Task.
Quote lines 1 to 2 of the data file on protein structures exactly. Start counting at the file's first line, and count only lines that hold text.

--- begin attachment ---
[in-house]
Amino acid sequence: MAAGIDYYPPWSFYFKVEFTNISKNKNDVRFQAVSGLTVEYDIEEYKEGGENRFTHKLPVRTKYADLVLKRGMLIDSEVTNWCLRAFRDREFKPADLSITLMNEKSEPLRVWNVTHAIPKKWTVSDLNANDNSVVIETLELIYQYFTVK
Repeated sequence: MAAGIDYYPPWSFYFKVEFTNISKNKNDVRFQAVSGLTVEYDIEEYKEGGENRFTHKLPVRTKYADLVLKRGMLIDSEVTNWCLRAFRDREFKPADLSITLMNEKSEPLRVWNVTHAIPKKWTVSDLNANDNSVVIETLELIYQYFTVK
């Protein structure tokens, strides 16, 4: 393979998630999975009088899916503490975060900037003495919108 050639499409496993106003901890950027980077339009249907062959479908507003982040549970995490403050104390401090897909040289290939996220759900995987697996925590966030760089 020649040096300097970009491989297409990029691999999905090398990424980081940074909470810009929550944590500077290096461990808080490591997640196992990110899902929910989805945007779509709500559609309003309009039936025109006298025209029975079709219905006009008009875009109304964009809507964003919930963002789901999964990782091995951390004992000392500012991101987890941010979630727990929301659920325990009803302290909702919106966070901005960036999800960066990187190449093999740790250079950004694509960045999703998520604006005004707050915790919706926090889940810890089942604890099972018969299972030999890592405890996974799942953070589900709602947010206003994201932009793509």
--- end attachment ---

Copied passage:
[in-house]
Amino acid sequence: MAAGIDYYPPWSFYFKVEFTNISKNKNDVRFQAVSGLTVEYDIEEYKEGGENRFTHKLPVRTKYADLVLKRGMLIDSEVTNWCLRAFRDREFKPADLSITLMNEKSEPLRVWNVTHAIPKKWTVSDLNANDNSVVIETLELIYQYFTVK